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Don't Call Me 'Tiger Mom'

Photograph by Getty Images

Every few months, someone draws a comparison between moms and animals. Did the so-called Tiger Mom take her cues from actual tigers? My son is semi-obsessed with documentaries about animals (which has really increased my knowledge base), and I’m fairly certain tiger cubs leave their moms somewhere between 24 to 30 months. Unless the tiger mom shoved her kids out the door at age 2, she’s not a very good tiger.

But I digress.

We hear about Tiger Moms, Elephant Moms and Dolphin Dads. Incidentally, why do dads get the playful name? I play with my kids every single day (thank you very much). If I have to be compared to an animal, I want the dolphin. Also, if we’re being honest, male dolphins take off after mating. Females stay with the pod and do the playing. Males move between pods. So there goes that theory.

RELATED: Does Tiger Mom Parenting Work

I love a good parenting laugh, and Terri Rupar’s description of the Sloth Mom in the Washington Post definitely gave me a chuckle. “She doesn’t sign her kids up for all the weekend classes and events, because she doesn’t know about them and, well, it’s the weekend,” writes Rupar. “Sloth Mom is proud if, when the family leaves the house, everyone is wearing two shoes and two socks.” I would like to add that the socks don’t even need to match.

While I enjoyed envisioning the Sloth Mom, it got me thinking: Why the constant comparisons to animals? Are we doing ourselves any favors by trying to defend parenting choices based on vaguely similar parenting behaviors in the wild? Do we really need to scour the Internet for cute clips of animal moms interacting with their young to make ourselves feel good? Is this what parenting has become?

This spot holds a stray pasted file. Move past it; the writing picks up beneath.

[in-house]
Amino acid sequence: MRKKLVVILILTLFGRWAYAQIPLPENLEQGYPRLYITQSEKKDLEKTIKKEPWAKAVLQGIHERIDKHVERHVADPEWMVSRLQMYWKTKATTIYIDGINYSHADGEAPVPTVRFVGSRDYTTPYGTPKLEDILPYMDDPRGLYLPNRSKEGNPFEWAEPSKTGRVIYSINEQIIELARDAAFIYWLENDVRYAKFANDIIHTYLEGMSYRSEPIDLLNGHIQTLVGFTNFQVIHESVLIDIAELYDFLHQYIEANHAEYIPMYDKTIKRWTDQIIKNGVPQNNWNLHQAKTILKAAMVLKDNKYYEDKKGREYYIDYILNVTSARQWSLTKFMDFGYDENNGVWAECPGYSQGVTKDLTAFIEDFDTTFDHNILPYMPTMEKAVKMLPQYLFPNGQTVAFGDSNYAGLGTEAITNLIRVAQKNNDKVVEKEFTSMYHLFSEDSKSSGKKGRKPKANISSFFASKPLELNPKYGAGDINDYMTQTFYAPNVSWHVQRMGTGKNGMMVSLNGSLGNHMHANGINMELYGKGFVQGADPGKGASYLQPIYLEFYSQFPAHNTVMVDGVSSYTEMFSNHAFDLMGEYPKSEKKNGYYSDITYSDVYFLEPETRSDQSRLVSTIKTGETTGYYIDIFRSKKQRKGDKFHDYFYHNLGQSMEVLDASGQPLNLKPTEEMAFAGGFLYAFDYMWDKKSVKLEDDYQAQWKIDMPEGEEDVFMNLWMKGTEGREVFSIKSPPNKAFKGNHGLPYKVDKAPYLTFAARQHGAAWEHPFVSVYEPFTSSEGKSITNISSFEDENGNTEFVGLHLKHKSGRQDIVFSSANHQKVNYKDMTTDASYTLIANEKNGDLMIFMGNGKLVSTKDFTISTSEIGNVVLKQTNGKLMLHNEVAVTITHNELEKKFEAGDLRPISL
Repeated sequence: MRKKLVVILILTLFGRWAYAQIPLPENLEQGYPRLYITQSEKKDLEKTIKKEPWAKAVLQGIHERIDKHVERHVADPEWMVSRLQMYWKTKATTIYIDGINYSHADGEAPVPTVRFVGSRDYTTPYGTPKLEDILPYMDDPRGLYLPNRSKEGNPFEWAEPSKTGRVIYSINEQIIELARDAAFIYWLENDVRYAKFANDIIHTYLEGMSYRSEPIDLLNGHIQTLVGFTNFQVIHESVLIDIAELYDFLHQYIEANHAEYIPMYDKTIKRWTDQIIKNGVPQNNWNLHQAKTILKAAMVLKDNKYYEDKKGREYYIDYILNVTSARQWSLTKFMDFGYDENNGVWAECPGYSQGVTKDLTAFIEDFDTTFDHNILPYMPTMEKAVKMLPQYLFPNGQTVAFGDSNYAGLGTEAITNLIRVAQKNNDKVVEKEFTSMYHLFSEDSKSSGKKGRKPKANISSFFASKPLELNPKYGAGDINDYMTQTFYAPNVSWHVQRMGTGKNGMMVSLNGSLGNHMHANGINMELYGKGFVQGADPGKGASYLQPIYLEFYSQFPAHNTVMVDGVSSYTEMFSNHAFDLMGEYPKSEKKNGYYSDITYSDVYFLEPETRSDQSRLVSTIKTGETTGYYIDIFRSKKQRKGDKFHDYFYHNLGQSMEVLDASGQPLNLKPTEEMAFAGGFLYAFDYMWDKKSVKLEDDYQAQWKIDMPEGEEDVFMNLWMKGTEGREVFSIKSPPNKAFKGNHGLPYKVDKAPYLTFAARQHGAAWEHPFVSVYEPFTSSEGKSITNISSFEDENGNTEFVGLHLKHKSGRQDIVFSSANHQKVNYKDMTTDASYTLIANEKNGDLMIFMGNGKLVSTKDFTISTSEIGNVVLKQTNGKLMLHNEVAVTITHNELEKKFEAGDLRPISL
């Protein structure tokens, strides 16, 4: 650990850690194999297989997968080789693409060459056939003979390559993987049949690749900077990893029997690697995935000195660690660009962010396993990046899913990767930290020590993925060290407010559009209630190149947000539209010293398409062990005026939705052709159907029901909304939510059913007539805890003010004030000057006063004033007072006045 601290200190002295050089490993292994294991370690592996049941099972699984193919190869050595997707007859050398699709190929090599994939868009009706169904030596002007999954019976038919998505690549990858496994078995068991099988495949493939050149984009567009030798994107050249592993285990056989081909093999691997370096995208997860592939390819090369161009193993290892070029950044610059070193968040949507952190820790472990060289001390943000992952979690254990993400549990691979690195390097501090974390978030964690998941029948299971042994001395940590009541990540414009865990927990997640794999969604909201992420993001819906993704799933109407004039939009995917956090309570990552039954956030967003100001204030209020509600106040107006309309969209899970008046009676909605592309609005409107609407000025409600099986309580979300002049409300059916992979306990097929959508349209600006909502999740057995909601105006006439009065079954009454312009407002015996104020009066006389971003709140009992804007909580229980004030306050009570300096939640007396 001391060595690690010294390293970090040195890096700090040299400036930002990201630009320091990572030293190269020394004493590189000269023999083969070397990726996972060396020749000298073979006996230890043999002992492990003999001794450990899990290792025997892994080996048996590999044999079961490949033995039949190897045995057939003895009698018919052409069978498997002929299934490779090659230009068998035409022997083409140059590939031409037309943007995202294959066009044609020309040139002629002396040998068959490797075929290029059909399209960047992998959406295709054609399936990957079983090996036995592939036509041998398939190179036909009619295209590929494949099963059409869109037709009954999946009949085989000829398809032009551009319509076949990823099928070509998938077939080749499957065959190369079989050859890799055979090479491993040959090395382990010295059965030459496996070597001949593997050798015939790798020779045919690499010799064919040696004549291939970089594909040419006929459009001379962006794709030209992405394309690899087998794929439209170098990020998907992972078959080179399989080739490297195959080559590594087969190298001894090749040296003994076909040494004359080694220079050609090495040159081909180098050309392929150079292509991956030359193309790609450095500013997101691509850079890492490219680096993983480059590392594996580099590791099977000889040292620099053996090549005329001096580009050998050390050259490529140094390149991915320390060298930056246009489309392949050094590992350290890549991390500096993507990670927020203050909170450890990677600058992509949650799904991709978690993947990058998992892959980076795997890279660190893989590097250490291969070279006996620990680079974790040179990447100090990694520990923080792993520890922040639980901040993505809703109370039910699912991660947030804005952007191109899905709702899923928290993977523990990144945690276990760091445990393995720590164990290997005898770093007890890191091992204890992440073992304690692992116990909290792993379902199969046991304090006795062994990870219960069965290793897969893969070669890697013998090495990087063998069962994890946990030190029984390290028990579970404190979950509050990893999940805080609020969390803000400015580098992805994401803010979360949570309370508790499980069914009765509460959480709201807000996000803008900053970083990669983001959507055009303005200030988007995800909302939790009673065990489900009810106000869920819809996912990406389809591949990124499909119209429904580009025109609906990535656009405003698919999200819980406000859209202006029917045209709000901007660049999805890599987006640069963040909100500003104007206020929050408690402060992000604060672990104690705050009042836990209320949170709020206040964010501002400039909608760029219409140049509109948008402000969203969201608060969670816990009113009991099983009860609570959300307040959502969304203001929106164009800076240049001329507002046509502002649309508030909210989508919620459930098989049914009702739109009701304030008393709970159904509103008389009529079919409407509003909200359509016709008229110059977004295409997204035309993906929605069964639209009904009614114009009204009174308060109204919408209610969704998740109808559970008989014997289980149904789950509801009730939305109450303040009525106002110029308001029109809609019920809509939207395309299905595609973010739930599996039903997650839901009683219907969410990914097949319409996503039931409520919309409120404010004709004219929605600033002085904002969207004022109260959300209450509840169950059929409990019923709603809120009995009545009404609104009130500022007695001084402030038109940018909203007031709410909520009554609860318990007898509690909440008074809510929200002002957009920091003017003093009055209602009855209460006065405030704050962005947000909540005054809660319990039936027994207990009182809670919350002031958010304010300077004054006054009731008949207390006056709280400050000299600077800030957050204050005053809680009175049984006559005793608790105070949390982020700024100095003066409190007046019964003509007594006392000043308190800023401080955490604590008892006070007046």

Instead of searching the animal kingdom to prove ourselves, why can’t we just focus on the wonderful things we do as humans every single day?

As maddening and overwhelming as the never-ending list of parenting theories can feel, this little trend is a bit more upsetting. This trend is so clearly wrapped up in judgment and low self-esteem, and yet it continues to thrive. "I’m the best at parenting because I’m a playful dolphin, a caring elephant, or a tiger who really gets results." Enough of that.

Human moms are extraordinary creatures. Instead of searching the animal kingdom to prove ourselves, why can’t we just focus on the wonderful things we do as humans every single day?

Human moms are capable of so many things. Human moms can carry 700 pounds (give or take) of kid necessities on one arm, while wrangling two half-dressed kids into car seats and drinking a coffee. All just to get to school on time.

Human moms provide unconditional love and support, pick kids up when they fall, kiss (approximately) 400 skinned knees a day and do most (if not all) of the hunting and gathering while playing multiple rounds of Candyland.

Human moms help friends in need, volunteer at school, coach a team or two and relearn math (thanks, Common Core) while holding down a job. Human moms are kind, adventurous, playful, intelligent, patient and empathic.

But best of all? Human moms are all different.

We all have different strengths, different values and different styles. We can all learn from one another and lend a hand when a fellow mom is in need. We all have something wonderful to offer.

Ups and downs will happen throughout this parenting gig; it’s how we choose to handle them that really matters.

To know me is to know that I would never survive in the wild. Seriously, I don’t even camp. But to know me is to know that I’m doing it my way, and my way works for my kids. They are happy, healthy and full of love and compassion. They are sweet, kind and empathic. Is every day a winner? Of course not. But that’s just life. We all have struggles, and all of our struggles our unique to our situations.

Ups and downs will happen throughout this parenting gig; it’s how we choose to handle them that really matters. And that begins with taking back our confidence. We can do this, mamas, we really can. But we have to step back from the obsessive chatter and titles if we really want to thrive.

Stop looking to the animal kingdom for backup. You might have good days and bad days, but chances are you are doing just fine with this parenting gig. Probably much better than you even think.

RELATED: Millennial Moms Reject 'Good' Parenting

Repeat after me: I am a human mom and I rock.

Now get out there and play like a human! Your kids will thank you for it.

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